I have not read any posts on this thread using CAD on a Linux OS. Due to the nature of the beast, I would have thought any BSD derivatives like Linux, FreeBSD, NetBSD and so forth would be ideal for CAD, vector graphics, CAD/CAM, etc. Yes, I know there would be sharing and presentation problems for commercial use, but not for most of the users in the newsgroup.
But what the hey, if it works on Linux, with windowsX can Mac OS be far behind?
Phil

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Solidworks. Oh, wait you want cheap. Nevermind.
Solidworks 2005 now comes with an executable that appears to look just like Autocad except it's not Autocad.
Still, you want cheap. Sorry, I can't help, I use Autocad and Solidworks.
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I use TurboCAD. It has been highly rated in several reviews of CAD software in woodworking magazines over the years. Best thing is that it is available free as TurboCAD LE Learning Edition at http://www.al-ki.com/tcad/download.php .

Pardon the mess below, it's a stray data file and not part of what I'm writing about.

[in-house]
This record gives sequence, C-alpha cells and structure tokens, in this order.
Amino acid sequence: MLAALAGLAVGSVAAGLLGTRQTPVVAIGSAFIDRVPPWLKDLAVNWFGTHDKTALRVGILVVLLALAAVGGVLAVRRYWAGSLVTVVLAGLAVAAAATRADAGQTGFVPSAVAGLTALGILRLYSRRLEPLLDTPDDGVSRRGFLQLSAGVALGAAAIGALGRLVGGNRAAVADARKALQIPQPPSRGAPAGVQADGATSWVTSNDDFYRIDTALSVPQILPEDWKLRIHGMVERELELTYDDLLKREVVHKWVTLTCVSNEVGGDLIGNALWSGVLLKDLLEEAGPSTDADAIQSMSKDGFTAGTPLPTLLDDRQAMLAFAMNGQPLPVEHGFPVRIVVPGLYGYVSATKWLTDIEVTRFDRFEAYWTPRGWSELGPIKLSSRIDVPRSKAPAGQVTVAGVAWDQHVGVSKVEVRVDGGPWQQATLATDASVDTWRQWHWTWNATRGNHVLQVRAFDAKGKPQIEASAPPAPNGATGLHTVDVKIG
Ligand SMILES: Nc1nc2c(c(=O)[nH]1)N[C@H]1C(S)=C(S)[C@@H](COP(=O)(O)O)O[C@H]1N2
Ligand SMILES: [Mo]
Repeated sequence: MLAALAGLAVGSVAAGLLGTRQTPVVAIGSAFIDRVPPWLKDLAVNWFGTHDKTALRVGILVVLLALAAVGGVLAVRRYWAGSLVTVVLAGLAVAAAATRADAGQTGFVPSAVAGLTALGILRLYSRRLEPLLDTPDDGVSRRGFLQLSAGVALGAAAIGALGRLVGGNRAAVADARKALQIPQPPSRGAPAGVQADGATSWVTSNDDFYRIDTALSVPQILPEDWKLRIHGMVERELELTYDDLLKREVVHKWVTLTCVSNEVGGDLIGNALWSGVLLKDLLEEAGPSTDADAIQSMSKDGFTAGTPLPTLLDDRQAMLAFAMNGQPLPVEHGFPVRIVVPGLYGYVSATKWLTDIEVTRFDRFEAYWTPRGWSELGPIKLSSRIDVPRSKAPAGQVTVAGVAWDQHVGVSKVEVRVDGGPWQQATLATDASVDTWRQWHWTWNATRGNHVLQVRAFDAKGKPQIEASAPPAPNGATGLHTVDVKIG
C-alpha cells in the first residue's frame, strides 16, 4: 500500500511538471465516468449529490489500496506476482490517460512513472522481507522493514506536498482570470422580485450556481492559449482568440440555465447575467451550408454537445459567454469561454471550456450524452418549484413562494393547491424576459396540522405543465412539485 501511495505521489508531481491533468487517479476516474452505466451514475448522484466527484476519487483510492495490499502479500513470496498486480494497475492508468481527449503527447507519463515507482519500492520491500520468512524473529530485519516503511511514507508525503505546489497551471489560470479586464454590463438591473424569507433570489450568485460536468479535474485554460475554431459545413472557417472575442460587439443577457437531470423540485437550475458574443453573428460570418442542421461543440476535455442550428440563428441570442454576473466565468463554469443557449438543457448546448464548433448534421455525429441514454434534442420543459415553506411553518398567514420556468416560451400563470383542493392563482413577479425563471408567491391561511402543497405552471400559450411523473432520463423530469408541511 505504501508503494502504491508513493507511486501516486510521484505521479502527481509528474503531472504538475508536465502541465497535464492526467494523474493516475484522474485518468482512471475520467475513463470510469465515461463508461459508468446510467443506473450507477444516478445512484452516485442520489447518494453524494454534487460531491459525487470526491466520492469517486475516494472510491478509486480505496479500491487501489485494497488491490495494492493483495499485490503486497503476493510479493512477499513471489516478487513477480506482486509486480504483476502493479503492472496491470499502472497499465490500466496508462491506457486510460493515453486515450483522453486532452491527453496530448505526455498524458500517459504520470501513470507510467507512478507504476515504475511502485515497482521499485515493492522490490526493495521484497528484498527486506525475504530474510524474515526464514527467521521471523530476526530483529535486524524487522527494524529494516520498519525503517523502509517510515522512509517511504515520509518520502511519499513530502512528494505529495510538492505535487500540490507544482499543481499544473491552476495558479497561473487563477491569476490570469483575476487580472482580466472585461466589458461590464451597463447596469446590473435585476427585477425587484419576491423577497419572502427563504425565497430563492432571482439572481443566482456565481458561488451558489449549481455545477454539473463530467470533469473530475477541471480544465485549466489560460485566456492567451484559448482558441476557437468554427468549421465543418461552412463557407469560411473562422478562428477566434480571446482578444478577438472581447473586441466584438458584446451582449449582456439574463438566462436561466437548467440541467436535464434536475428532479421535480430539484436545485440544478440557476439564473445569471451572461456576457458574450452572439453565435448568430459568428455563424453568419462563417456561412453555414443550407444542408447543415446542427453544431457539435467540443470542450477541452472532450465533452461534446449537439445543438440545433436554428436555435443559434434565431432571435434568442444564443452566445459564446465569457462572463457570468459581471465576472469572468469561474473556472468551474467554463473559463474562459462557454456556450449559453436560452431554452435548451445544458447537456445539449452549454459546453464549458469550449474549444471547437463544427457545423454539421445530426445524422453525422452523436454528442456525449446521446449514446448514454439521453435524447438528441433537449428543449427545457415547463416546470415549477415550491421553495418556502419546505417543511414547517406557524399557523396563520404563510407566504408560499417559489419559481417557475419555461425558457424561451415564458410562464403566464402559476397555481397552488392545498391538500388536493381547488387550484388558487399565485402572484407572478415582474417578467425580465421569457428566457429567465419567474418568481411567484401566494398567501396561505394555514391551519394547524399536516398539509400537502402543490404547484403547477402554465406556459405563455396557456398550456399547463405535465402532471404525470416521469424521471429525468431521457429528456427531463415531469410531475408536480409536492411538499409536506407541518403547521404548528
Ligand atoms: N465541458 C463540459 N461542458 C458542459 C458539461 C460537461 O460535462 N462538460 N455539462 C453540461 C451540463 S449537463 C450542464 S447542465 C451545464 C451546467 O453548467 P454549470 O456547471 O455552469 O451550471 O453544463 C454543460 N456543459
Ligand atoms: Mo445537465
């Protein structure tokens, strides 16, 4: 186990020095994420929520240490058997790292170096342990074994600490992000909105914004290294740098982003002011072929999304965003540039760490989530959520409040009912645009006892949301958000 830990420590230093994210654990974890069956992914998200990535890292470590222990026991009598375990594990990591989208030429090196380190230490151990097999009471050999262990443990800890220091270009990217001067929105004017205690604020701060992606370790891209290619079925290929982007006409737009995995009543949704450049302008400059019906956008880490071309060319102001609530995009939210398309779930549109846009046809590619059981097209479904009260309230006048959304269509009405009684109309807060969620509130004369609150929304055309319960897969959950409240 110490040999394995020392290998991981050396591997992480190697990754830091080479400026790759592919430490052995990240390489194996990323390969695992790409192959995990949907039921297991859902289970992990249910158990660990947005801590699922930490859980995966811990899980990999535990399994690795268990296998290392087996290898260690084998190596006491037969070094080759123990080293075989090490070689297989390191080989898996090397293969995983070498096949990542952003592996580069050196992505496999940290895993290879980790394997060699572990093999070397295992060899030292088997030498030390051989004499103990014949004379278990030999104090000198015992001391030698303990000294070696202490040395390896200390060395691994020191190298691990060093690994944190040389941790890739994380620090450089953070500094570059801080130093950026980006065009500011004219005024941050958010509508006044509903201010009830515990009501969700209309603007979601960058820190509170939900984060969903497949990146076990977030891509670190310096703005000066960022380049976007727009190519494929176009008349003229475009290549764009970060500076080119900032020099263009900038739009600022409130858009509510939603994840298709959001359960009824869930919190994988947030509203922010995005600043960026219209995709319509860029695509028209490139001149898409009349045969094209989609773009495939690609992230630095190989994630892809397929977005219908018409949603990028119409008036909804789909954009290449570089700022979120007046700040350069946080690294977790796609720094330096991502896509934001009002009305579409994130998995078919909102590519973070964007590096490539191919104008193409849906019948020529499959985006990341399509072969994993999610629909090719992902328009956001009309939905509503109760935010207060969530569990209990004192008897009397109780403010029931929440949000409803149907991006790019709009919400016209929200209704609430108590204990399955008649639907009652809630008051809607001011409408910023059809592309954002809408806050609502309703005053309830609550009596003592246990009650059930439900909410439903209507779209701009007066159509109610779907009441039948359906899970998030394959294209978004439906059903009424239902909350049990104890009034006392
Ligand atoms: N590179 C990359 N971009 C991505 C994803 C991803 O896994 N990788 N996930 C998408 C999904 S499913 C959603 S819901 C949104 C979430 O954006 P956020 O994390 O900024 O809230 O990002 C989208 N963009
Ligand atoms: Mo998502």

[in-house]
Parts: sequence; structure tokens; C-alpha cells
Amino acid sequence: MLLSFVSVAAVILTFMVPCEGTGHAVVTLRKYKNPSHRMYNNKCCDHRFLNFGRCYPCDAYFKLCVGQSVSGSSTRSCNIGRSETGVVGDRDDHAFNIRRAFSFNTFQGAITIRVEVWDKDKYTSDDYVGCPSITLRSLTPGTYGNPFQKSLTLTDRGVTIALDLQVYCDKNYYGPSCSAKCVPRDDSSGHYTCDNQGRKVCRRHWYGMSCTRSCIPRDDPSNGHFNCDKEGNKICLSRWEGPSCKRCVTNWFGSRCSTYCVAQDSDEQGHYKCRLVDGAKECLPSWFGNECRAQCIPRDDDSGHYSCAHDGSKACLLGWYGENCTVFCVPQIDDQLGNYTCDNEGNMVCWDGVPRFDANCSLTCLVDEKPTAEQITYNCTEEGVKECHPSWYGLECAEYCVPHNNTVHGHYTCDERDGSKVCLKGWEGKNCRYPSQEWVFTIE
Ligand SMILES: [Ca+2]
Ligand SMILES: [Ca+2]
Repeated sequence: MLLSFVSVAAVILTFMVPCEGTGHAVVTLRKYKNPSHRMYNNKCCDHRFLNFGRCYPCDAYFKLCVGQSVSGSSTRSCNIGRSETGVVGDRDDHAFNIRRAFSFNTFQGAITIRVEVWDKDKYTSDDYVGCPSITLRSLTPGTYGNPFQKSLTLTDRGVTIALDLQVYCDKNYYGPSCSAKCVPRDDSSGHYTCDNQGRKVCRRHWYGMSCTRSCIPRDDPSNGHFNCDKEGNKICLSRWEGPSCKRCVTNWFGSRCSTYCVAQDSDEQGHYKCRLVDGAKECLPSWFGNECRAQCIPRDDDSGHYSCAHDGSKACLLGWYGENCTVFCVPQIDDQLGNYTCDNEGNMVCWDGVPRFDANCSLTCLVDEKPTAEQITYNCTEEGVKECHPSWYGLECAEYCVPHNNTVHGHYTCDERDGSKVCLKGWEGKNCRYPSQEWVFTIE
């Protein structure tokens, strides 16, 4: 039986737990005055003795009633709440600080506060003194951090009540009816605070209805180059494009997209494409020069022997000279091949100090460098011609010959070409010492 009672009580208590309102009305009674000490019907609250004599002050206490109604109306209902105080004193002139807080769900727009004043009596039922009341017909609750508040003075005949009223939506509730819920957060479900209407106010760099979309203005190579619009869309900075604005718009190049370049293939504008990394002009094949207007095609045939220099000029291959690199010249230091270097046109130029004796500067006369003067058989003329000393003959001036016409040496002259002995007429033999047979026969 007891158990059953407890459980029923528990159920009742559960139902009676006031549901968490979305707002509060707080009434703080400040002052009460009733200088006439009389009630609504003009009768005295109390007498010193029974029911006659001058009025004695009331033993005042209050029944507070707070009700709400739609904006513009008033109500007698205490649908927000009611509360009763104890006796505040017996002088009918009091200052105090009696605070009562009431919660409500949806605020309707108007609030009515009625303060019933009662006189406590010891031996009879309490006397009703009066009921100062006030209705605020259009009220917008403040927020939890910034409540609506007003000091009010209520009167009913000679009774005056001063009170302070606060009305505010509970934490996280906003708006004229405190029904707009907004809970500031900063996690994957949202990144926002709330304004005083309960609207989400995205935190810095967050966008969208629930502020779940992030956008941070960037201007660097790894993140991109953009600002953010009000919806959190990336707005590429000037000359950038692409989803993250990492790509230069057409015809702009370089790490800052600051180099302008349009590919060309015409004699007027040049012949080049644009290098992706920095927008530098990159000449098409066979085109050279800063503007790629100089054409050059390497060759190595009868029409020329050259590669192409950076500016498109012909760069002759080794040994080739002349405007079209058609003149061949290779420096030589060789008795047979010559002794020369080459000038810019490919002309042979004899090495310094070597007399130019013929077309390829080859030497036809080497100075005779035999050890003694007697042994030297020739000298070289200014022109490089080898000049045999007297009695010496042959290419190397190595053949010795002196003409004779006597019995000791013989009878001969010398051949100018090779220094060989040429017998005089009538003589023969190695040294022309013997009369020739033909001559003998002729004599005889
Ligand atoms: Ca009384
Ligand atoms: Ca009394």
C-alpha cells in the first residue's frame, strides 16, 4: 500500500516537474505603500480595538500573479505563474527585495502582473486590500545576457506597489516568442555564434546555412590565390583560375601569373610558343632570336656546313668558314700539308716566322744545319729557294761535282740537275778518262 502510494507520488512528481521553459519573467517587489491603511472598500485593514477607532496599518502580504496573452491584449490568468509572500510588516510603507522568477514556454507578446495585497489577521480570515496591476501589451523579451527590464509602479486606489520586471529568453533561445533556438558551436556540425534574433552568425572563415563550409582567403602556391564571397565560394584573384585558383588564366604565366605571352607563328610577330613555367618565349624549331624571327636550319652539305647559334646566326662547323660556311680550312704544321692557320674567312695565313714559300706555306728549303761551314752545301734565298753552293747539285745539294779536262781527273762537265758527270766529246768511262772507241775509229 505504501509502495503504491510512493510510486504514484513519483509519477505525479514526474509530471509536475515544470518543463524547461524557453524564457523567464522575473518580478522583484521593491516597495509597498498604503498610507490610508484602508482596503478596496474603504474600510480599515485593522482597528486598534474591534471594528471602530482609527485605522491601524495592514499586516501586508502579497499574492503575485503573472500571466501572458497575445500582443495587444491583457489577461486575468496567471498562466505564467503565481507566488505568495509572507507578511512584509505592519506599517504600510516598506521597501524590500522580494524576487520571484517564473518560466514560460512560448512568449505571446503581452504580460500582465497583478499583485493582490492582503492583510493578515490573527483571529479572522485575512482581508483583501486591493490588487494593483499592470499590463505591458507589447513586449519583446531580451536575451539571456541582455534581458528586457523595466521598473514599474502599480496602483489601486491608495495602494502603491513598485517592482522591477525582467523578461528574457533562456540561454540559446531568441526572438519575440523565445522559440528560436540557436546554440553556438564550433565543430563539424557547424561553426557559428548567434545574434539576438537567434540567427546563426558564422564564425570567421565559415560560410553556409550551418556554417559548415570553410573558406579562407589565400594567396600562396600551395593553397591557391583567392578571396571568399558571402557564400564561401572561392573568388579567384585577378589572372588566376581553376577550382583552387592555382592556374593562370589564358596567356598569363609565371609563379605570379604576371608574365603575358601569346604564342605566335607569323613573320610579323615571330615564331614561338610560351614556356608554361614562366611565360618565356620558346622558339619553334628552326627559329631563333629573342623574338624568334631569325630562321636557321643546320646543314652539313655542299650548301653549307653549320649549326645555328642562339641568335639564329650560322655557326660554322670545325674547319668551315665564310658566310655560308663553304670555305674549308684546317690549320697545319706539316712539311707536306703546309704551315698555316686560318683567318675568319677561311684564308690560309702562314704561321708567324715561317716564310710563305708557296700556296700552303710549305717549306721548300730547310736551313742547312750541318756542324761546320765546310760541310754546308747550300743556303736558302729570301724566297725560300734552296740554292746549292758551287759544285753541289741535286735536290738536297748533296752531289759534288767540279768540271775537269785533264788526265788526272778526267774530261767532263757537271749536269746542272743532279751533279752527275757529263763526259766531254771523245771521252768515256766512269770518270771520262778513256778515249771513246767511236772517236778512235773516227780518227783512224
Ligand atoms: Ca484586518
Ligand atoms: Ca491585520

As with most CAD programs, it takes some time and effort to learn. It does nice drawings once you learn it.
Mr Fixit eh
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On Mon, 07 Feb 2005 13:51:07 -0800, Geoff wrote:

Take a look at BobCad. My son is their tech support guru ... says it's good stuff. Don't know if it suits your purposes, though.
Bill
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On Tue, 08 Feb 2005 16:09:31 -0500, Anonymous

Could you ask him why *none* of the Google links work?
One blurb: Save $100 -$500 doesn't tickle my financial palate.
Also, its CAD-CAM, and who the heck needs that in his garage workshop?
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proposed a theory ......and in reply I say!:
remove ns from my header address to reply via email
Pencil and paper?
Seriously, be careful. It's easy to let the CAD take over from just getting on with the job.